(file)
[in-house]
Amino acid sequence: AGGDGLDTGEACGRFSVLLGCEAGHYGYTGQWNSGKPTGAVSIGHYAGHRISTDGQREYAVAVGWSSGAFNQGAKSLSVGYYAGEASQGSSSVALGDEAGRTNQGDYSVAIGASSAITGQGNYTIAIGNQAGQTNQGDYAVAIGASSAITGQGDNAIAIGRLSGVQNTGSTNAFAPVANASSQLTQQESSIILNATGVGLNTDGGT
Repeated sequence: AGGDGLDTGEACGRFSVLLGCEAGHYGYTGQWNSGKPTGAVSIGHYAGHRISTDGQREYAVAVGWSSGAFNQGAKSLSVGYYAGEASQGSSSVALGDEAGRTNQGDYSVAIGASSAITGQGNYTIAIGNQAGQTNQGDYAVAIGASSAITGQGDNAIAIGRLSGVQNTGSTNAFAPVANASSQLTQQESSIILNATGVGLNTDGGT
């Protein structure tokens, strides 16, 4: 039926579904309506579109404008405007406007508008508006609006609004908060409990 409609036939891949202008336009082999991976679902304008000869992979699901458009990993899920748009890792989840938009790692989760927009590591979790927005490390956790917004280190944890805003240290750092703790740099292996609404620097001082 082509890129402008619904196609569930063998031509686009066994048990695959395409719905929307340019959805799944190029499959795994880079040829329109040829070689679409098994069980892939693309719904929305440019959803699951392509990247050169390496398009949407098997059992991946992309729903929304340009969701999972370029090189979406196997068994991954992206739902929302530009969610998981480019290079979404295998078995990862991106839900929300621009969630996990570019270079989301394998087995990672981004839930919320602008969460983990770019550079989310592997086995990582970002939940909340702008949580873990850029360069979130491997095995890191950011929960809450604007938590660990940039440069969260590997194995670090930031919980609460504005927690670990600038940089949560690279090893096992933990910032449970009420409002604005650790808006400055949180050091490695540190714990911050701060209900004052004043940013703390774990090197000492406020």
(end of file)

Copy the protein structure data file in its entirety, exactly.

[in-house]
Amino acid sequence: AGGDGLDTGEACGRFSVLLGCEAGHYGYTGQWNSGKPTGAVSIGHYAGHRISTDGQREYAVAVGWSSGAFNQGAKSLSVGYYAGEASQGSSSVALGDEAGRTNQGDYSVAIGASSAITGQGNYTIAIGNQAGQTNQGDYAVAIGASSAITGQGDNAIAIGRLSGVQNTGSTNAFAPVANASSQLTQQESSIILNATGVGLNTDGGT
Repeated sequence: AGGDGLDTGEACGRFSVLLGCEAGHYGYTGQWNSGKPTGAVSIGHYAGHRISTDGQREYAVAVGWSSGAFNQGAKSLSVGYYAGEASQGSSSVALGDEAGRTNQGDYSVAIGASSAITGQGNYTIAIGNQAGQTNQGDYAVAIGASSAITGQGDNAIAIGRLSGVQNTGSTNAFAPVANASSQLTQQESSIILNATGVGLNTDGGT
């Protein structure tokens, strides 16, 4: 039926579904309506579109404008405007406007508008508006609006609004908060409990 409609036939891949202008336009082999991976679902304008000869992979699901458009990993899920748009890792989840938009790692989760927009590591979790927005490390956790917004280190944890805003240290750092703790740099292996609404620097001082 082509890129402008619904196609569930063998031509686009066994048990695959395409719905929307340019959805799944190029499959795994880079040829329109040829070689679409098994069980892939693309719904929305440019959803699951392509990247050169390496398009949407098997059992991946992309729903929304340009969701999972370029090189979406196997068994991954992206739902929302530009969610998981480019290079979404295998078995990862991106839900929300621009969630996990570019270079989301394998087995990672981004839930919320602008969460983990770019550079989310592997086995990582970002939940909340702008949580873990850029360069979130491997095995890191950011929960809450604007938590660990940039440069969260590997194995670090930031919980609460504005927690670990600038940089949560690279090893096992933990910032449970009420409002604005650790808006400055949180050091490695540190714990911050701060209900004052004043940013703390774990090197000492406020």